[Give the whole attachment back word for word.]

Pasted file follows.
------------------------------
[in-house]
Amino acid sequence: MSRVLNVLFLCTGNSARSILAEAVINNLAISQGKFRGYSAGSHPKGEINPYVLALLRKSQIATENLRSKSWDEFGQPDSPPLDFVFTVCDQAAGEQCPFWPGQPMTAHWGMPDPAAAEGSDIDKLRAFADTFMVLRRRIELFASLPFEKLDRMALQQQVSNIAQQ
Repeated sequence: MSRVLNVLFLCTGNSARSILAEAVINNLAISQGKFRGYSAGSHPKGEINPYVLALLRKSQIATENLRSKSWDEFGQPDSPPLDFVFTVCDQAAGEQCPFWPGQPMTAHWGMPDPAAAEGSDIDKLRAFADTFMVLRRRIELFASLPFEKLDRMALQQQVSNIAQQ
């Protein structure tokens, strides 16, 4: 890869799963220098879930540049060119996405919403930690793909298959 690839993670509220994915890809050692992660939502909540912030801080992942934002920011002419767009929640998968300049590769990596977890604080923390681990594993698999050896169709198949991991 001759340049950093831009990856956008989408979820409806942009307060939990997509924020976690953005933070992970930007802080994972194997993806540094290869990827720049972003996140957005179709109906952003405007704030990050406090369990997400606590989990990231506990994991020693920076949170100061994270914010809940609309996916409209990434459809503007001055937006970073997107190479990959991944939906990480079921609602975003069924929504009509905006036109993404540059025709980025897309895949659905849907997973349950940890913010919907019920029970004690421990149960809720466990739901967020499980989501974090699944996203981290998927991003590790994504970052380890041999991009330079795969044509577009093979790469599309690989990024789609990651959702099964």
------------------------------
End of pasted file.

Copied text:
[in-house]
Amino acid sequence: MSRVLNVLFLCTGNSARSILAEAVINNLAISQGKFRGYSAGSHPKGEINPYVLALLRKSQIATENLRSKSWDEFGQPDSPPLDFVFTVCDQAAGEQCPFWPGQPMTAHWGMPDPAAAEGSDIDKLRAFADTFMVLRRRIELFASLPFEKLDRMALQQQVSNIAQQ
Repeated sequence: MSRVLNVLFLCTGNSARSILAEAVINNLAISQGKFRGYSAGSHPKGEINPYVLALLRKSQIATENLRSKSWDEFGQPDSPPLDFVFTVCDQAAGEQCPFWPGQPMTAHWGMPDPAAAEGSDIDKLRAFADTFMVLRRRIELFASLPFEKLDRMALQQQVSNIAQQ
């Protein structure tokens, strides 16, 4: 890869799963220098879930540049060119996405919403930690793909298959 690839993670509220994915890809050692992660939502909540912030801080992942934002920011002419767009929640998968300049590769990596977890604080923390681990594993698999050896169709198949991991 001759340049950093831009990856956008989408979820409806942009307060939990997509924020976690953005933070992970930007802080994972194997993806540094290869990827720049972003996140957005179709109906952003405007704030990050406090369990997400606590989990990231506990994991020693920076949170100061994270914010809940609309996916409209990434459809503007001055937006970073997107190479990959991944939906990480079921609602975003069924929504009509905006036109993404540059025709980025897309895949659905849907997973349950940890913010919907019920029970004690421990149960809720466990739901967020499980989501974090699944996203981290998927991003590790994504970052380890041999991009330079795969044509577009093979790469599309690989990024789609990651959702099964």